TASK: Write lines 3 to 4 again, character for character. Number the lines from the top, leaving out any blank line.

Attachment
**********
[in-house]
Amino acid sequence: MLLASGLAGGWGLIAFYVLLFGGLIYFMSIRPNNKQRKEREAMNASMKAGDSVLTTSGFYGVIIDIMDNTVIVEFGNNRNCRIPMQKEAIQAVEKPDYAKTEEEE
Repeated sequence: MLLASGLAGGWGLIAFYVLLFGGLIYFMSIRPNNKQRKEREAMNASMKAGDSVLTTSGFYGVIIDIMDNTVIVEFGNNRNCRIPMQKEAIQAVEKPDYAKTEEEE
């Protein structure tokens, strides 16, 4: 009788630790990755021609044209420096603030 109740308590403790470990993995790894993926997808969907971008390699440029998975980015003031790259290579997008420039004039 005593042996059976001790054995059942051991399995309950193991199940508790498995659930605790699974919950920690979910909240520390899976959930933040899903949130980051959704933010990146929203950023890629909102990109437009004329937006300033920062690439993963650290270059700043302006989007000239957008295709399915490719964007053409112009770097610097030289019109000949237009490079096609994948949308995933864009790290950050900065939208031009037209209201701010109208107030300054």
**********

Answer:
Repeated sequence: MLLASGLAGGWGLIAFYVLLFGGLIYFMSIRPNNKQRKEREAMNASMKAGDSVLTTSGFYGVIIDIMDNTVIVEFGNNRNCRIPMQKEAIQAVEKPDYAKTEEEE
């Protein structure tokens, strides 16, 4: 009788630790990755021609044209420096603030 109740308590403790470990993995790894993926997808969907971008390699440029998975980015003031790259290579997008420039004039 005593042996059976001790054995059942051991399995309950193991199940508790498995659930605790699974919950920690979910909240520390899976959930933040899903949130980051959704933010990146929203950023890629909102990109437009004329937006300033920062690439993963650290270059700043302006989007000239957008295709399915490719964007053409112009770097610097030289019109000949237009490079096609994948949308995933864009790290950050900065939208031009037209209201701010109208107030300054």